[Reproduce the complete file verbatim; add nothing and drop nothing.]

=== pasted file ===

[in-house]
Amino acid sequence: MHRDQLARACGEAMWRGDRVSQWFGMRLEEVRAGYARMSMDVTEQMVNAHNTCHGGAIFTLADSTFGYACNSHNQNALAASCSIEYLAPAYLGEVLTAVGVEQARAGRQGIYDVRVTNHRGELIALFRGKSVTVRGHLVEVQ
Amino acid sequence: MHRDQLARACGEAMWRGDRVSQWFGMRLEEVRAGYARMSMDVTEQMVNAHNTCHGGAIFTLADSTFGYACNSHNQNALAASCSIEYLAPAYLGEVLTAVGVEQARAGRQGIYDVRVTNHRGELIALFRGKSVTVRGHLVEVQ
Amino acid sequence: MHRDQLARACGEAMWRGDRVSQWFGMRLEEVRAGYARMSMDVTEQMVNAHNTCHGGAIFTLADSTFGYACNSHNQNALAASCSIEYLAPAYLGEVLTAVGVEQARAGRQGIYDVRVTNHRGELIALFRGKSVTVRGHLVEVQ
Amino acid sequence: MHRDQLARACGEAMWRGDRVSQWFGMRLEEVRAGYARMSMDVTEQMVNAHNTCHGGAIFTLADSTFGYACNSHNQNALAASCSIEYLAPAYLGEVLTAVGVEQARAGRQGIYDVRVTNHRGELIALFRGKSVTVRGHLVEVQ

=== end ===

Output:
[in-house]
Amino acid sequence: MHRDQLARACGEAMWRGDRVSQWFGMRLEEVRAGYARMSMDVTEQMVNAHNTCHGGAIFTLADSTFGYACNSHNQNALAASCSIEYLAPAYLGEVLTAVGVEQARAGRQGIYDVRVTNHRGELIALFRGKSVTVRGHLVEVQ
Amino acid sequence: MHRDQLARACGEAMWRGDRVSQWFGMRLEEVRAGYARMSMDVTEQMVNAHNTCHGGAIFTLADSTFGYACNSHNQNALAASCSIEYLAPAYLGEVLTAVGVEQARAGRQGIYDVRVTNHRGELIALFRGKSVTVRGHLVEVQ
Amino acid sequence: MHRDQLARACGEAMWRGDRVSQWFGMRLEEVRAGYARMSMDVTEQMVNAHNTCHGGAIFTLADSTFGYACNSHNQNALAASCSIEYLAPAYLGEVLTAVGVEQARAGRQGIYDVRVTNHRGELIALFRGKSVTVRGHLVEVQ
Amino acid sequence: MHRDQLARACGEAMWRGDRVSQWFGMRLEEVRAGYARMSMDVTEQMVNAHNTCHGGAIFTLADSTFGYACNSHNQNALAASCSIEYLAPAYLGEVLTAVGVEQARAGRQGIYDVRVTNHRGELIALFRGKSVTVRGHLVEVQ